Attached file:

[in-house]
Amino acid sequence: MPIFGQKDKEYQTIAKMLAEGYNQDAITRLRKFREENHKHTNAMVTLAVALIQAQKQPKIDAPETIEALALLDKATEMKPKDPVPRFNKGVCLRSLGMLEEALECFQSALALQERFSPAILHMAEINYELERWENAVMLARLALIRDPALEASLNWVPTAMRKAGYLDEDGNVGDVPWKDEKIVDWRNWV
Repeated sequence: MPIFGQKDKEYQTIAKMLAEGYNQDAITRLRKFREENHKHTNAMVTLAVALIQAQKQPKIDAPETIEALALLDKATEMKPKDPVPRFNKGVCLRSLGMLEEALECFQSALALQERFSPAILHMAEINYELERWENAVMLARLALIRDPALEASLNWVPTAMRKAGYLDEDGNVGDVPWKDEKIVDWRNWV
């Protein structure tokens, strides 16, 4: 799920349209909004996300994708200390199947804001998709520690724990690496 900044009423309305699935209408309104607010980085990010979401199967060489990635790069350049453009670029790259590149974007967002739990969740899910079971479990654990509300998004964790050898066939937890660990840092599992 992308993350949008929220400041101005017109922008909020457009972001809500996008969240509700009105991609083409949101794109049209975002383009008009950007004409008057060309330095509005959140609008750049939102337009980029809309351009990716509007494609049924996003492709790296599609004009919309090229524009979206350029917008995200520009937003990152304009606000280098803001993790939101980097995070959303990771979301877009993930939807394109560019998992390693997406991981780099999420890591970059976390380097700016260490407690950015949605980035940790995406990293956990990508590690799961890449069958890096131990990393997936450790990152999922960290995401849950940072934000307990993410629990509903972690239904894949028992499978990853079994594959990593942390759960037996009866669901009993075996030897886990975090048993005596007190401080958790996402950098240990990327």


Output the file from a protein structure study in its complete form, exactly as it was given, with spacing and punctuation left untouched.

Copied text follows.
[in-house]
Amino acid sequence: MPIFGQKDKEYQTIAKMLAEGYNQDAITRLRKFREENHKHTNAMVTLAVALIQAQKQPKIDAPETIEALALLDKATEMKPKDPVPRFNKGVCLRSLGMLEEALECFQSALALQERFSPAILHMAEINYELERWENAVMLARLALIRDPALEASLNWVPTAMRKAGYLDEDGNVGDVPWKDEKIVDWRNWV
Repeated sequence: MPIFGQKDKEYQTIAKMLAEGYNQDAITRLRKFREENHKHTNAMVTLAVALIQAQKQPKIDAPETIEALALLDKATEMKPKDPVPRFNKGVCLRSLGMLEEALECFQSALALQERFSPAILHMAEINYELERWENAVMLARLALIRDPALEASLNWVPTAMRKAGYLDEDGNVGDVPWKDEKIVDWRNWV
């Protein structure tokens, strides 16, 4: 799920349209909004996300994708200390199947804001998709520690724990690496 900044009423309305699935209408309104607010980085990010979401199967060489990635790069350049453009670029790259590149974007967002739990969740899910079971479990654990509300998004964790050898066939937890660990840092599992 992308993350949008929220400041101005017109922008909020457009972001809500996008969240509700009105991609083409949101794109049209975002383009008009950007004409008057060309330095509005959140609008750049939102337009980029809309351009990716509007494609049924996003492709790296599609004009919309090229524009979206350029917008995200520009937003990152304009606000280098803001993790939101980097995070959303990771979301877009993930939807394109560019998992390693997406991981780099999420890591970059976390380097700016260490407690950015949605980035940790995406990293956990990508590690799961890449069958890096131990990393997936450790990152999922960290995401849950940072934000307990993410629990509903972690239904894949028992499978990853079994594959990593942390759960037996009866669901009993075996030897886990975090048993005596007190401080958790996402950098240990990327």